Tuesday, February 2, 2016

Chopas to Speak on the Selective Internment of Italians in WW2

Mary Beth Basile Chopas, Adjunct Professor, UNC Law School, will present in Boston College’s Legal History Roundtable on February 25, 2016.  She will speak on her current project, “the first legal analysis of the selective internment process during World War II using Italian civilian internees as the case study.  It explores how the U.S. executive branch and administrative agencies responded to perceived threats during war, how ‘justice’ works during times of crisis, and how the federal government defined race and immigrant status and its impact on eligibility for citizenship during wartime.”

1 comment:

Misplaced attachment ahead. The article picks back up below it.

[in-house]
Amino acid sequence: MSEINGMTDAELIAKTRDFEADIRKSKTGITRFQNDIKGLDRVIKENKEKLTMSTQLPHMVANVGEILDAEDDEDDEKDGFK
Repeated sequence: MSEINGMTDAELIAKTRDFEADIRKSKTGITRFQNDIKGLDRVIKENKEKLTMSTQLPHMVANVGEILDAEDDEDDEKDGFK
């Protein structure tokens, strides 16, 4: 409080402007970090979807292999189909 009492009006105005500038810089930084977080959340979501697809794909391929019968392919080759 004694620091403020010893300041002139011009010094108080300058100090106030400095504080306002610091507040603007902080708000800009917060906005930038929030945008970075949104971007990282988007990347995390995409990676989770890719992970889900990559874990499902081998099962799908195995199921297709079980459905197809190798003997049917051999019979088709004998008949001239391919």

Shag from Brookline said...

I was born (1930) in Boston and grew up there during WW II, residing in a heavily Irish Catholic neighborhood that included a sizable contingent of Italian Americans and a lesser number of German Americans. (I'm neither Irish, Italian nor German.) I did not note personally antagonisms among my peer group towards Italians and Germans, although I was aware from local newspapers of certain tensions because of WW II. My experience looking back was how Italian Americans were so outgoing and hospitable and readily identified as of Italian ethnicity. I had German American friends who were not as open about their ethnicity, perhaps because Hitler was perceived as more evil than Mussolini.